Over the past few years, Canada has taken in more than 1,000 Eritrean and Sudanese refugees – from Israel. But Canadian Jewish organizations would like to see this country do more.
On Jan. 31, the Centre for Israel and Jewish Affairs (CIJA) issued a statement calling on the government of Canada to expedite the resettlement of African asylum seekers.
“For several months, CIJA has been engaging with the government of Canada on the resettlement of African asylum seekers from Israel. This is a global challenge requiring a global solution, and Canada has taken a lead role in sharing the international responsibility of resettlement,” wrote CEO Shimon Fogel in a statement.
The organization also called on the government to “expand the capacity of the Canadian embassy in Israel to process the resettlement of more of these asylum seekers in Canada. There are many Canadian groups and organizations, including JIAS Toronto, in our community, who are ready to help.”
CIJA also encouraged members of the Jewish community to lobby the minister of immigration, refugees and citizenship on the issue.
CIJA’s statement is part of a growing outcry from Canadian Jews who would like something done to ease the plight of African asylum seekers in Israel. Not all their advocacy, however, is aimed at Canada.
On Jan. 15, a group of 23 Canadian rabbis representing all religious streams joined with the Toronto Board of Rabbis, CHAI: Canadians Helping Asylum Seekers in Israel and Right Now: Advocates for Asylum Seekers in Israel, to deliver a letter to the Israeli consulate in Toronto, calling on the government of Israel to reverse its plan to deport African asylum seekers and to work with Canada and other countries to find another solution.
Meanwhile, in Ottawa, Rabbi Jonathan Malino and Rabbi Elizabeth Bolton of the Or Haneshamah congregation delivered a letter to the Israeli embassy that originated with the American Jewish groups T’ruah: The Rabbinic Call for Human Rights, HIAS, the New Israel Fund and Right Now, and which was signed by 750 rabbis. That letter argues that as a country founded by refugees, Israel should not deport those who are seeking asylum.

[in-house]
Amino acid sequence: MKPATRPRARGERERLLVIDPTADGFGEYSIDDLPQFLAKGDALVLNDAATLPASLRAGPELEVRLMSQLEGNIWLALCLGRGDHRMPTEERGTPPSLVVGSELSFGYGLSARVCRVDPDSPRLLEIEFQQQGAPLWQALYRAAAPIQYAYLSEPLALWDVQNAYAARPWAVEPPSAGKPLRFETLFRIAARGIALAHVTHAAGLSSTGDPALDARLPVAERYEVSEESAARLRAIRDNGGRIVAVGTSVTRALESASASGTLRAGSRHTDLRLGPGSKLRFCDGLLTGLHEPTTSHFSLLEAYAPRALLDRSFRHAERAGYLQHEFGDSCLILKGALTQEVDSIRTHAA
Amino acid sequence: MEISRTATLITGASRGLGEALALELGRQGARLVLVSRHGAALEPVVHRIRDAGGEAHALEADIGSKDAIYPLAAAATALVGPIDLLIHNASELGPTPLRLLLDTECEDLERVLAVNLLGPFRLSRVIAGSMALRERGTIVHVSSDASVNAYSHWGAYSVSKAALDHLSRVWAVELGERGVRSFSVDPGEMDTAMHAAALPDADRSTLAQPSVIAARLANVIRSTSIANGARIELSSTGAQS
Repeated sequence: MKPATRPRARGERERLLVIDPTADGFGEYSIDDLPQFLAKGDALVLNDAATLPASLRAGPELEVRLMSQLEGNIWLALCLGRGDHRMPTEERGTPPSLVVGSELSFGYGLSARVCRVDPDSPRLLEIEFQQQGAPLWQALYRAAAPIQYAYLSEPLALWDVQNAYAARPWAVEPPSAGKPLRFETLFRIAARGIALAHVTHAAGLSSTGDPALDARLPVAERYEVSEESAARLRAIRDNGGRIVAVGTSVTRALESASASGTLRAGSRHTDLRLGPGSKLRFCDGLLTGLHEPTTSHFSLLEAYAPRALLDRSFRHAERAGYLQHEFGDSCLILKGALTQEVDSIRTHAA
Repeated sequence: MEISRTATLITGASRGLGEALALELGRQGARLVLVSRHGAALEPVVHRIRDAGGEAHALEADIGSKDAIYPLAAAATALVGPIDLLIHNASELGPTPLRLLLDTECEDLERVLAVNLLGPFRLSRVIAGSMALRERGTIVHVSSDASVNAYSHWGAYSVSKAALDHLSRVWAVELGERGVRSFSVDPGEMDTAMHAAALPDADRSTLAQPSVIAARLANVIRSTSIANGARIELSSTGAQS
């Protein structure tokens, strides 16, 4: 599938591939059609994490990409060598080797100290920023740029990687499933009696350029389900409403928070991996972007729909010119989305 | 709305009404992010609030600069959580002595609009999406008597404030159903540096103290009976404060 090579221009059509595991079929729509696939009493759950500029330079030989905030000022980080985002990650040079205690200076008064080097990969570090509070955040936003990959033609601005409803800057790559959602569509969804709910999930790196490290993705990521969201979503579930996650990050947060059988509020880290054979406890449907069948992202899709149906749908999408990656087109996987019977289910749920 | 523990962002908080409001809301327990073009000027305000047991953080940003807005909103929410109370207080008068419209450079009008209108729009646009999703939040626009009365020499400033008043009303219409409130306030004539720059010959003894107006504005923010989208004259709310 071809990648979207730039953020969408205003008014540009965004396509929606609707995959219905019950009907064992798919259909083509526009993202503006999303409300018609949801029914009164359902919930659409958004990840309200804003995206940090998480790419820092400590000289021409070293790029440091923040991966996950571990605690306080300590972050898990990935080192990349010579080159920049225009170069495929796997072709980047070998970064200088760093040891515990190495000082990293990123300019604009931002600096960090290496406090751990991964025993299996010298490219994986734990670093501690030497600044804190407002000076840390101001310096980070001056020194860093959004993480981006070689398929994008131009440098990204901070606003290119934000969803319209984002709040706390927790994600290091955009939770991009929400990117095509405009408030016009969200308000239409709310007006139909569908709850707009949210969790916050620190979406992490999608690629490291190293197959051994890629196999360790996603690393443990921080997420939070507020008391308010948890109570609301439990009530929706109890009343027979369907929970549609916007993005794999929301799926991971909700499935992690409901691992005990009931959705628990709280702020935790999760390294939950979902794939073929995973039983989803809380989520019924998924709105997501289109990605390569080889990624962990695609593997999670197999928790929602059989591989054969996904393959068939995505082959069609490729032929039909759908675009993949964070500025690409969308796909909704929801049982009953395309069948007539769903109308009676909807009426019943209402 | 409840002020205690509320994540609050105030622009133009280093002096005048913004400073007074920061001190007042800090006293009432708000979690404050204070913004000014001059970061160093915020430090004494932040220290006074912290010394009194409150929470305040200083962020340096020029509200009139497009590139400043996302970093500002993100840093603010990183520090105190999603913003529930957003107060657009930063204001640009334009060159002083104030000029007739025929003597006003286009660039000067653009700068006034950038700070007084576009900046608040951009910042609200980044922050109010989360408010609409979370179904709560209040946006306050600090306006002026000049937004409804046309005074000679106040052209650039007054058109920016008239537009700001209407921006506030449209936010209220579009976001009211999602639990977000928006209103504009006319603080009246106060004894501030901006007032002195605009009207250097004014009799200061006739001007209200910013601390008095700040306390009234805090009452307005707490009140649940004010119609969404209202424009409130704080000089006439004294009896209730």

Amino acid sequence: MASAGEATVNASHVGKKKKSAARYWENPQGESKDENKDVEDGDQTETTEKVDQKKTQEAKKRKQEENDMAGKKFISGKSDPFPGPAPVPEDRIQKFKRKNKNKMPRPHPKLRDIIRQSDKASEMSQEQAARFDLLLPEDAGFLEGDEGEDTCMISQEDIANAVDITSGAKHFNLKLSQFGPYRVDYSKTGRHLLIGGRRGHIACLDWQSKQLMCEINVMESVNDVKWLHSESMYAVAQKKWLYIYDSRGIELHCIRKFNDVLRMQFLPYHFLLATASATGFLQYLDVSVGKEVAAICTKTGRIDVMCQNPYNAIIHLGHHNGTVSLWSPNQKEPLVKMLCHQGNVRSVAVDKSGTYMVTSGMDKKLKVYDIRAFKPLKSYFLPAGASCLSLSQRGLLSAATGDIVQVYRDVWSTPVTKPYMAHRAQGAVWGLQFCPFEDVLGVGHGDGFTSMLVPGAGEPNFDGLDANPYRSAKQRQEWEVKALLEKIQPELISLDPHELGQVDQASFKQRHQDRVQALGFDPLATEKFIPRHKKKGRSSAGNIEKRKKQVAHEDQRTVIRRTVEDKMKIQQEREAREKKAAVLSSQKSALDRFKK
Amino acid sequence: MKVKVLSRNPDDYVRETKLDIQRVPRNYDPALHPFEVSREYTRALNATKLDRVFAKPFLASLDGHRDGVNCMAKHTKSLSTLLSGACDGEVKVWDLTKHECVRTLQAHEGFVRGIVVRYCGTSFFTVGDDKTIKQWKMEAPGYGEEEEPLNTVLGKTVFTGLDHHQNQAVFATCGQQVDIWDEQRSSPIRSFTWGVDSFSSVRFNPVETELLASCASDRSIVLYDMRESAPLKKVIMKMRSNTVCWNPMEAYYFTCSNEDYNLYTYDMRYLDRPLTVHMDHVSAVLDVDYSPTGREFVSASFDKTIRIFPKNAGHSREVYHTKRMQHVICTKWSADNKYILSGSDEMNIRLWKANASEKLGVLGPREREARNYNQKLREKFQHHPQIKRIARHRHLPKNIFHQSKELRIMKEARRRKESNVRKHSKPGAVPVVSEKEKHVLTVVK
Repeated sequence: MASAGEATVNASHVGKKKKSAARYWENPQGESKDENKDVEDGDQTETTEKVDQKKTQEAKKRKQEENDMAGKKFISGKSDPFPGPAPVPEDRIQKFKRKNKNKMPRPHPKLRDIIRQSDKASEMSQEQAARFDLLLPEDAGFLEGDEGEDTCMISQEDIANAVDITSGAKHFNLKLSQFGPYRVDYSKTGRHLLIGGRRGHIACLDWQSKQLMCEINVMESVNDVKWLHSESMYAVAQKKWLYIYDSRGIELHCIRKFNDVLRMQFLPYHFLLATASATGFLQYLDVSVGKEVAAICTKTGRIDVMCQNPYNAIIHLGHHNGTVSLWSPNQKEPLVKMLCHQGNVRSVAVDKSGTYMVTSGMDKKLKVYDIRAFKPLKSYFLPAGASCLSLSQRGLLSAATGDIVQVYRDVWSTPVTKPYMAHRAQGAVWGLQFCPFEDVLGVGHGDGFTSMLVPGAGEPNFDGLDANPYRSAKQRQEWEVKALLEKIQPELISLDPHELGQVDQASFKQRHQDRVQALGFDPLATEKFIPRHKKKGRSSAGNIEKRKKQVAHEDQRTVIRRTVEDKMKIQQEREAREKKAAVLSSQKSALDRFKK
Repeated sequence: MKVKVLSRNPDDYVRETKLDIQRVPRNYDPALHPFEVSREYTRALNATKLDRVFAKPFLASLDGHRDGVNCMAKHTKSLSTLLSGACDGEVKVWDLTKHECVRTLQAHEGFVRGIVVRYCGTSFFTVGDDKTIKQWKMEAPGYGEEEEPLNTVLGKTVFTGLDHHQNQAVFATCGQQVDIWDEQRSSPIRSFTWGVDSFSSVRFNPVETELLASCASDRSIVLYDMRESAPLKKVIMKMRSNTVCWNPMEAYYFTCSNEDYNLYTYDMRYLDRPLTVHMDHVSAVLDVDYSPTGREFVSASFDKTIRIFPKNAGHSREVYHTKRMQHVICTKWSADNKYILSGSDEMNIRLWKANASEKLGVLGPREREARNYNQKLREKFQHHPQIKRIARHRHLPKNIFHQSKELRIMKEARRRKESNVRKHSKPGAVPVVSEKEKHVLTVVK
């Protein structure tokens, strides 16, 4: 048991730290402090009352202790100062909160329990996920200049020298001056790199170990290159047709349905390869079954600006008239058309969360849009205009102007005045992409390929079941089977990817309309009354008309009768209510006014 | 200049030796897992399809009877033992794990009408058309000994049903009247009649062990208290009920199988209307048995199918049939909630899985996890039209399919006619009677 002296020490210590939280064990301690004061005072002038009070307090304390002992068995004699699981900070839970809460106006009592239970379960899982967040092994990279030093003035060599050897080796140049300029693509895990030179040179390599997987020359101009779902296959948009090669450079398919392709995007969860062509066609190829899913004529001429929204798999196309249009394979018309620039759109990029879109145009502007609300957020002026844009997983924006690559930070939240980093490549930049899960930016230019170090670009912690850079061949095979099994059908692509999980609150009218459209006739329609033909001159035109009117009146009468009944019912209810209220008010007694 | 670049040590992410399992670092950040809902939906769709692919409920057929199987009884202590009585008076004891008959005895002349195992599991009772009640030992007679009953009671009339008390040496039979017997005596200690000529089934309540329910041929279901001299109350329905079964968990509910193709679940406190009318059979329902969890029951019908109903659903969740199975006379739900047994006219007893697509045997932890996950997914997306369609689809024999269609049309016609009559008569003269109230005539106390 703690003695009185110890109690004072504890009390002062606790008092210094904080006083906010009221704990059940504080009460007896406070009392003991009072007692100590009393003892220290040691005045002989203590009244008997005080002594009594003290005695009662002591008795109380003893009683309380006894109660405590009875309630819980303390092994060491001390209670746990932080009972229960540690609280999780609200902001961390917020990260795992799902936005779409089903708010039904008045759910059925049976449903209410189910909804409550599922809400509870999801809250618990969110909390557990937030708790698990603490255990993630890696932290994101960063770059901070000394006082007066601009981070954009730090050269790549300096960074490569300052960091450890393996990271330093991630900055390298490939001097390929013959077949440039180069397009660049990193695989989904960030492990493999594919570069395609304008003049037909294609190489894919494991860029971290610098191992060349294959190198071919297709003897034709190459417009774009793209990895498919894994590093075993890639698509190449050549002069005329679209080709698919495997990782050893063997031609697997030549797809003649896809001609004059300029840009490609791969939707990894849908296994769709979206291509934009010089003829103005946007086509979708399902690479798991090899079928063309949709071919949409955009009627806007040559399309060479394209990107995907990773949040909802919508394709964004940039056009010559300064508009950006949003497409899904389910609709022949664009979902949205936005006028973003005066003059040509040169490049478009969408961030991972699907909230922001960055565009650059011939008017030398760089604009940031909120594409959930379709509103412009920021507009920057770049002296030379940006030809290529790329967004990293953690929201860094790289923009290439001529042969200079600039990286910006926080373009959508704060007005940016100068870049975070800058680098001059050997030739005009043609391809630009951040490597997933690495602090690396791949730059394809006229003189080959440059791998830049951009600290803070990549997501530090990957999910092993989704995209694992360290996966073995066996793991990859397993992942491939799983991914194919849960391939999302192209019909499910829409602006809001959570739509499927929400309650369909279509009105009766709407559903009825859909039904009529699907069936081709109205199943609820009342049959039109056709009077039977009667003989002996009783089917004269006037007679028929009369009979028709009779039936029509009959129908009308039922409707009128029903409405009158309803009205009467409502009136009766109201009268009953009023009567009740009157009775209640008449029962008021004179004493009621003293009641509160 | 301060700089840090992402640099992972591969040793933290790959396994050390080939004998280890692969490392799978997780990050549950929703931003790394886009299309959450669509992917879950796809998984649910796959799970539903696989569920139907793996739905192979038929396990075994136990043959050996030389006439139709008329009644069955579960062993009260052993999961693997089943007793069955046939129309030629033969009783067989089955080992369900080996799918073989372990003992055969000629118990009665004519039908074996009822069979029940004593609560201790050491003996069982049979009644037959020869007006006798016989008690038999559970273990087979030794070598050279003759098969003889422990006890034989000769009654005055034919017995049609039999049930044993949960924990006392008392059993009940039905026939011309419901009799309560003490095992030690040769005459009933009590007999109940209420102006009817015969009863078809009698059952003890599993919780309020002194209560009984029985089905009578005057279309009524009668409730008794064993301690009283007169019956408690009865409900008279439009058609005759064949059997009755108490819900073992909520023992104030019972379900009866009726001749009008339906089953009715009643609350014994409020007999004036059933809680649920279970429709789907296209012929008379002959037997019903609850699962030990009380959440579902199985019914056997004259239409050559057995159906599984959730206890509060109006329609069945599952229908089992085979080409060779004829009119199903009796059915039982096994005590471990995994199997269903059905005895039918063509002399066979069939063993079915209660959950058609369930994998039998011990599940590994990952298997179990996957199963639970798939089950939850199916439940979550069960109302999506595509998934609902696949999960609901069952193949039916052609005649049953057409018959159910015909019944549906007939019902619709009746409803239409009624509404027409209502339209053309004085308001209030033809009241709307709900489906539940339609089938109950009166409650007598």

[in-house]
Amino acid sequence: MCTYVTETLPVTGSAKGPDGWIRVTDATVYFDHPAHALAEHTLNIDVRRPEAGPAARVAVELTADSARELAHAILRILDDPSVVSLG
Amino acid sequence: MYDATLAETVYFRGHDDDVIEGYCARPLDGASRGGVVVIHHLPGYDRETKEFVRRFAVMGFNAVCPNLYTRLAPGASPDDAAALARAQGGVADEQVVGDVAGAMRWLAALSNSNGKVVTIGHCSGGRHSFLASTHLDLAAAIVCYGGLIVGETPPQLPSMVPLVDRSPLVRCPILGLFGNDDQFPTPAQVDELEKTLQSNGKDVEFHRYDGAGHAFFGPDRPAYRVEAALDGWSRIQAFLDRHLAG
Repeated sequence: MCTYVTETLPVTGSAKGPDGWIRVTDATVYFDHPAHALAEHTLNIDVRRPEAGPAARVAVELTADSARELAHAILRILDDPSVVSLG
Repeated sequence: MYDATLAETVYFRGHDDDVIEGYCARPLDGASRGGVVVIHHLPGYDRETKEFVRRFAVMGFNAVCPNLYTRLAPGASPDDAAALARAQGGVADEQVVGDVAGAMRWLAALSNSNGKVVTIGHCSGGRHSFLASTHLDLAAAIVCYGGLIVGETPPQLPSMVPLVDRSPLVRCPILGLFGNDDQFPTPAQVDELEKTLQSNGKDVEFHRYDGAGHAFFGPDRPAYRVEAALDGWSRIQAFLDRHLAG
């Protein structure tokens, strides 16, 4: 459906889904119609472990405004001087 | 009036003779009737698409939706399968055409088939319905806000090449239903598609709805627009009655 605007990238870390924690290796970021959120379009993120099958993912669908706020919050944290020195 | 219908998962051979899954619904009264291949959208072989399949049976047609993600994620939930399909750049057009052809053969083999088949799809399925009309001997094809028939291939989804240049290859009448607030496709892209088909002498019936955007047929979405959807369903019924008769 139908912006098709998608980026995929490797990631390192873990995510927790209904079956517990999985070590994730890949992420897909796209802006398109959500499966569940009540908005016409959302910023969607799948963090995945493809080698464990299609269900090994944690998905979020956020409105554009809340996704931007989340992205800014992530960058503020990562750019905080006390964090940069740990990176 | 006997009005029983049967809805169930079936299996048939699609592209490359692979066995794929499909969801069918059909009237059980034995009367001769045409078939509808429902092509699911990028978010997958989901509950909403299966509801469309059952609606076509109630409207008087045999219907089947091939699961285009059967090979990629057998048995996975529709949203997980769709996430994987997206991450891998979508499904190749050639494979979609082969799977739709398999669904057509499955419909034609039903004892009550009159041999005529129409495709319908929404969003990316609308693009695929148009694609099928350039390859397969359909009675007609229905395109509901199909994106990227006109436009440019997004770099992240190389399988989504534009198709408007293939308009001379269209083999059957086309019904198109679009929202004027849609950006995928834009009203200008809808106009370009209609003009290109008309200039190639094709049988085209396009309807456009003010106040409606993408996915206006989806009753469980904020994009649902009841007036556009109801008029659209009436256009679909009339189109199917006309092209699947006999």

There are currently around 38,000 African asylum seekers in Israel, mostly from the Darfur region of Sudan and Eritrea, a country in east Africa.
Most sought refuge in Israel between 2006 and 2012, after fleeing genocide in Sudan and oppressive conditions in Eritrea. Israel constructed a wall on its border with the Sinai to stop the flow of refugees and in subsequent years, political leaders have termed them “infiltrators” and “economic migrants.” Some politicians have also suggested that many of them are criminals and one even called them a cancer on Israeli society.
The Israeli government has been offering asylum seekers $3,500 in cash and a ticket to an African country, widely believed to be Rwanda, which has agreed to take them in. The alternative is to face incarceration in a holding camp in southern Israel.
But there have been signs over the past few weeks that this policy could change. Irwin Cotler, former minister of justice and attorney general of Canada, recently returned from Israel, where he met with Israeli Prime Minister Benjamin Netanyahu, Justice Minister Ayelet Shaked, 20 members of the Knesset and others.
Cotler told The CJN that Israeli policy appears to be shifting to one that will offer “a temporary residential protected status” to Darfurians.
Vulnerable Eritreans – including women, children and families – may also be allowed to stay. But this would leave a sizable cohort of single men between the ages of 20 and 40 facing an uncertain future.
In his meetings, Cotler was told that the young Eritrean men are seen as army deserters. Cotler said he responded by noting that army service in Eritrea amounts to virtual slavery, and that there is a reason why Eritrea is referred to as the North Korea of Africa.
Cotler said he made the argument that Israel must implement a proper refugee determination system, so that each asylum seeker can have his or her case adjudicated promptly and fairly.
Meanwhile, Elliot Vaisrub Glassenberg, an oleh who co-chairs Right Now, suggested that Canadians can help Israel deal with the asylum seekers who don’t want to return to Africa.
Canada has an effective program of private sponsorships of refugees, and he urged Canadian Jews to participate in it. That won’t just help the asylum seekers, it will help Israel, as well, he said during a visit to Toronto.
As for those who wish to remain in Israel, Glassenberg said the country should treat them with dignity and adopt a system to address their cases.
As a signatory to the 1951 Refugee Convention, Israel has a duty to protect refugees in its territory and “that would mean assessing the asylum requests of all asylum seekers currently in Israel, in an objective, transparent and just manner, and granting protection to those who are deserving,” he said.